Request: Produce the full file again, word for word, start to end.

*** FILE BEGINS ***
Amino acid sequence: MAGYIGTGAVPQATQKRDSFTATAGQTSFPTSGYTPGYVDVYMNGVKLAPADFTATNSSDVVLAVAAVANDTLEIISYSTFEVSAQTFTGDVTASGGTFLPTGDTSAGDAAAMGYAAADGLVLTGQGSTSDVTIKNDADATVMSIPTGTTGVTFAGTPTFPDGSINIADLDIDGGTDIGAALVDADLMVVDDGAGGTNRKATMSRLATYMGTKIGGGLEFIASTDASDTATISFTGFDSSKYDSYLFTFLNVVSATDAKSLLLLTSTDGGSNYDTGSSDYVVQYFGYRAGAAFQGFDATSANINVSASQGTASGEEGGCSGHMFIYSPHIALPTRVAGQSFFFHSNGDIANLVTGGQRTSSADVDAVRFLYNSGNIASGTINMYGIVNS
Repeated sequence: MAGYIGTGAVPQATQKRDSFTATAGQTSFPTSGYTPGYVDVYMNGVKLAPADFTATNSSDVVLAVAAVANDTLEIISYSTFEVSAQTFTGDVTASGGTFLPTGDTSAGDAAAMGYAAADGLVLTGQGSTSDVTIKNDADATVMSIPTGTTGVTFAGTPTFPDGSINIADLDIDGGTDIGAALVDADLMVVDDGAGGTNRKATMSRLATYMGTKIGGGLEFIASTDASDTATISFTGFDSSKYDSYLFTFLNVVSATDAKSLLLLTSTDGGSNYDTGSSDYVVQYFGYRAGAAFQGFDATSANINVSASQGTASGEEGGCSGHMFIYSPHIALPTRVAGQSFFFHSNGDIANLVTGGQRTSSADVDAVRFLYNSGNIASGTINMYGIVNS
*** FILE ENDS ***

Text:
Amino acid sequence: MAGYIGTGAVPQATQKRDSFTATAGQTSFPTSGYTPGYVDVYMNGVKLAPADFTATNSSDVVLAVAAVANDTLEIISYSTFEVSAQTFTGDVTASGGTFLPTGDTSAGDAAAMGYAAADGLVLTGQGSTSDVTIKNDADATVMSIPTGTTGVTFAGTPTFPDGSINIADLDIDGGTDIGAALVDADLMVVDDGAGGTNRKATMSRLATYMGTKIGGGLEFIASTDASDTATISFTGFDSSKYDSYLFTFLNVVSATDAKSLLLLTSTDGGSNYDTGSSDYVVQYFGYRAGAAFQGFDATSANINVSASQGTASGEEGGCSGHMFIYSPHIALPTRVAGQSFFFHSNGDIANLVTGGQRTSSADVDAVRFLYNSGNIASGTINMYGIVNS
Repeated sequence: MAGYIGTGAVPQATQKRDSFTATAGQTSFPTSGYTPGYVDVYMNGVKLAPADFTATNSSDVVLAVAAVANDTLEIISYSTFEVSAQTFTGDVTASGGTFLPTGDTSAGDAAAMGYAAADGLVLTGQGSTSDVTIKNDADATVMSIPTGTTGVTFAGTPTFPDGSINIADLDIDGGTDIGAALVDADLMVVDDGAGGTNRKATMSRLATYMGTKIGGGLEFIASTDASDTATISFTGFDSSKYDSYLFTFLNVVSATDAKSLLLLTSTDGGSNYDTGSSDYVVQYFGYRAGAAFQGFDATSANINVSASQGTASGEEGGCSGHMFIYSPHIALPTRVAGQSFFFHSNGDIANLVTGGQRTSSADVDAVRFLYNSGNIASGTINMYGIVNS